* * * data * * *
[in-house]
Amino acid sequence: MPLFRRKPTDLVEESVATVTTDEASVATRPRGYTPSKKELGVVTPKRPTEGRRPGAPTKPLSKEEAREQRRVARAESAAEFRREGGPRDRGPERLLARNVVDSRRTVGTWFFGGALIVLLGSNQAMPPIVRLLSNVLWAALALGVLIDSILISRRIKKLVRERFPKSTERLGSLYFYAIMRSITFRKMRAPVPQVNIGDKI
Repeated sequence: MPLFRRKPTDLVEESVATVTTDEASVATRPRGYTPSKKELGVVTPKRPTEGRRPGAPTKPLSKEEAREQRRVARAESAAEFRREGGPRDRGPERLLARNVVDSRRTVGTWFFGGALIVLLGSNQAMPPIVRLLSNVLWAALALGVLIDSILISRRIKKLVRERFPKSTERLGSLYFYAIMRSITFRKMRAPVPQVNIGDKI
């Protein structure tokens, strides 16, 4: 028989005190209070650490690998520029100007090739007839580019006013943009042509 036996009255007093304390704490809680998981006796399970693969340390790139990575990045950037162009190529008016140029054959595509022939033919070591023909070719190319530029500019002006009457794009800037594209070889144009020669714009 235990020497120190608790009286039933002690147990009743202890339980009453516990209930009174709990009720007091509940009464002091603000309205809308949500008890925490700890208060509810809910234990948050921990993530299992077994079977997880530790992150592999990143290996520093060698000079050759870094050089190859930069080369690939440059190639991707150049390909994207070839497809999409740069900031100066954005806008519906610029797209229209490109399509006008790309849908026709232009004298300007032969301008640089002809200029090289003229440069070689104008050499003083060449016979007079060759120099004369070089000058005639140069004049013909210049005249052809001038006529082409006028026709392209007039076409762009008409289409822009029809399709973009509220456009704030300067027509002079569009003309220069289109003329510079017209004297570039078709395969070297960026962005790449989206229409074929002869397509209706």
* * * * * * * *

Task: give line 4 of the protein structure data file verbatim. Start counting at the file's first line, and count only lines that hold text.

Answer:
């Protein structure tokens, strides 16, 4: 028989005190209070650490690998520029100007090739007839580019006013943009042509 036996009255007093304390704490809680998981006796399970693969340390790139990575990045950037162009190529008016140029054959595509022939033919070591023909070719190319530029500019002006009457794009800037594209070889144009020669714009 235990020497120190608790009286039933002690147990009743202890339980009453516990209930009174709990009720007091509940009464002091603000309205809308949500008890925490700890208060509810809910234990948050921990993530299992077994079977997880530790992150592999990143290996520093060698000079050759870094050089190859930069080369690939440059190639991707150049390909994207070839497809999409740069900031100066954005806008519906610029797209229209490109399509006008790309849908026709232009004298300007032969301008640089002809200029090289003229440069070689104008050499003083060449016979007079060759120099004369070089000058005639140069004049013909210049005249052809001038006529082409006028026709392209007039076409762009008409289409822009029809399709973009509220456009704030300067027509002079569009003309220069289109003329510079017209004297570039078709395969070297960026962005790449989206229409074929002869397509209706």